What are the specifics of the proposed Pauns study? Without the right reference information it may be difficult to ascertain anything valuable ie. anything that could bring change. Which I hate to say, seems to almost be the goal some times.
the Pauns is a good place to start, you have a few specific phenotypes, and it is pretty localized.
But depending on what you are trying to find out, you need to have a good plan in place. The specifics of Pauns cactus bucks has changed over the years. You use to see very specific cases like this buck: http://westernwildlifeecology.org/wp-content/uploads/2014/08/maxresdefault.jpg
In this case you are looking at some very specific epigenetic expression and epigenetic patterning. Where as much of what I have been seeing lately, like what has been posted on this thread, is probably the result of very related issues, but by different pathways.
When you are looking at abnormal antler growth, you have to classify it into at least three distinct categories. 1) Congenital via sex differentiating genes such as Sox9. 2) Congenital via endocrinological disruption, such as Shh disruption, which is just more nuanced and direct from the first type. and 3) exposure later in life which tends to express via simple testicular atrophy. Regardless, these all influence the Ihh gene/s that pattern antlers.
The specifics of this matter because it can tell you what you are looking for, if you don't already know. One of the differences between the congenital varieties is whether or not you are looking at sex determining genes(patterning) or more basic endocrinological disruption where something like an estrogenic mimic has simply disrupted morphogenesis. An example of what estrogenic disruption can look like would be cryptorchidism, like what is seen in Kodiak island black tailed: http://westernwildlifeecology.org/kodiak/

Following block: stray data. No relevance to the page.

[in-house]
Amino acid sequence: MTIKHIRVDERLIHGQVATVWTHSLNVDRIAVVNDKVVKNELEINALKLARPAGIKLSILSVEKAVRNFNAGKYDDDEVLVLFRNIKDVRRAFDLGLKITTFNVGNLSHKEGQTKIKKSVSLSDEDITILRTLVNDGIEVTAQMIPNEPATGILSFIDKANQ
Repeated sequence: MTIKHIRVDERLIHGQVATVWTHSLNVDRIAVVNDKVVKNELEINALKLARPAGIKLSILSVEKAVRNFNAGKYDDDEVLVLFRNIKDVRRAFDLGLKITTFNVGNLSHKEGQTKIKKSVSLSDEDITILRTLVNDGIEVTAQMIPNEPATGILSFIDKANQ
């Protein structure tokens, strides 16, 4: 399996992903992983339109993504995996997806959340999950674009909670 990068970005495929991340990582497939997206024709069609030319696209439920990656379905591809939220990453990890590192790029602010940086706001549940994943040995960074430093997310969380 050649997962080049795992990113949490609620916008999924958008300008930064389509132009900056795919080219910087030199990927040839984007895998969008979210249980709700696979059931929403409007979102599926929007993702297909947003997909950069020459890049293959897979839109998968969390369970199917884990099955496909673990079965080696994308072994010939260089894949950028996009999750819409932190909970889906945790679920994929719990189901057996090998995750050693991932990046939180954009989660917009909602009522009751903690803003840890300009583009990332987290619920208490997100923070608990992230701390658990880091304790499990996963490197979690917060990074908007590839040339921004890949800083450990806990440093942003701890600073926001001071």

Although this case upon further review with the researcher has a greater epigentic component, the abnormal antlers are caused by the cryptorchidism and associated testicular issues ie. testosterone. Where as congenital cases that involve sex determining genes and activation of hedge hog genes can express very similarly in antlers, but have different underlying etiologies. Specifically the testicles are not cryptorchid, but rather "misaligned"(genetically mispattened) with varying degrees of other reproductive organ malformation, such as very short penises and misplaced nipples. Because of the association of other very related genes and epigenetic pathways, you many times see allot of asymmetric antler and testicular development. This can get complicated when you see the same sort of thing with bilateral cyrptorchidism, which may be more related to these later malformations of sex determining genes I am explaining right now, that look more like the deer at the top of the page here: http://rutalocura.com/deer3
Then you have things like testicular atrophy, which can be brought on later in life via pesticide exposure. There is no genetic component here, but the way this may play out in antler development, may look very much like the antler dysgenesis expressed by deer with congenital abnormalities.
Different compounds, used at different times, and in different combinations, dictate how this plays out. Which is important if you are looking to actually fix this.
Regardless, all of these can be caused by pesticide exposure, or other estrogenic compounds(You show me what those are). The Pauns intrigues me because I have not zeroed in on the source. I found it for Kodiak island, and several other places, I am running much of it down in Yellowstone right now. Just a preview: http://westernwildlifeecology.org/yellowstone/